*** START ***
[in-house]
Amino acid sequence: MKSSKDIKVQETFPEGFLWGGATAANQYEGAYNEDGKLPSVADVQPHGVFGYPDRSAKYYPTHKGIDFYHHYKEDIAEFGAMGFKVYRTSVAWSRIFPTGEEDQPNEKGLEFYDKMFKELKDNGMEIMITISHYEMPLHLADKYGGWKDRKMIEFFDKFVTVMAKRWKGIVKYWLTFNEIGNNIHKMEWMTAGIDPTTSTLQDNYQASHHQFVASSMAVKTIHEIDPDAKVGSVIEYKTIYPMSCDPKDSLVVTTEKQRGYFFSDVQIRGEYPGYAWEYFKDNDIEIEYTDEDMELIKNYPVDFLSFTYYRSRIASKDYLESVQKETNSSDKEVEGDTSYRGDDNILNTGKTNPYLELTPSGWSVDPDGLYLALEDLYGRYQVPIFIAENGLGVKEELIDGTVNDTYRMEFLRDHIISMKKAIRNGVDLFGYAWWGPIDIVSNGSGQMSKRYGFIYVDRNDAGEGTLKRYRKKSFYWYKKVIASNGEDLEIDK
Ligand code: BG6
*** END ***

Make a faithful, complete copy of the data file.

[in-house]
Amino acid sequence: MKSSKDIKVQETFPEGFLWGGATAANQYEGAYNEDGKLPSVADVQPHGVFGYPDRSAKYYPTHKGIDFYHHYKEDIAEFGAMGFKVYRTSVAWSRIFPTGEEDQPNEKGLEFYDKMFKELKDNGMEIMITISHYEMPLHLADKYGGWKDRKMIEFFDKFVTVMAKRWKGIVKYWLTFNEIGNNIHKMEWMTAGIDPTTSTLQDNYQASHHQFVASSMAVKTIHEIDPDAKVGSVIEYKTIYPMSCDPKDSLVVTTEKQRGYFFSDVQIRGEYPGYAWEYFKDNDIEIEYTDEDMELIKNYPVDFLSFTYYRSRIASKDYLESVQKETNSSDKEVEGDTSYRGDDNILNTGKTNPYLELTPSGWSVDPDGLYLALEDLYGRYQVPIFIAENGLGVKEELIDGTVNDTYRMEFLRDHIISMKKAIRNGVDLFGYAWWGPIDIVSNGSGQMSKRYGFIYVDRNDAGEGTLKRYRKKSFYWYKKVIASNGEDLEIDK
Ligand code: BG6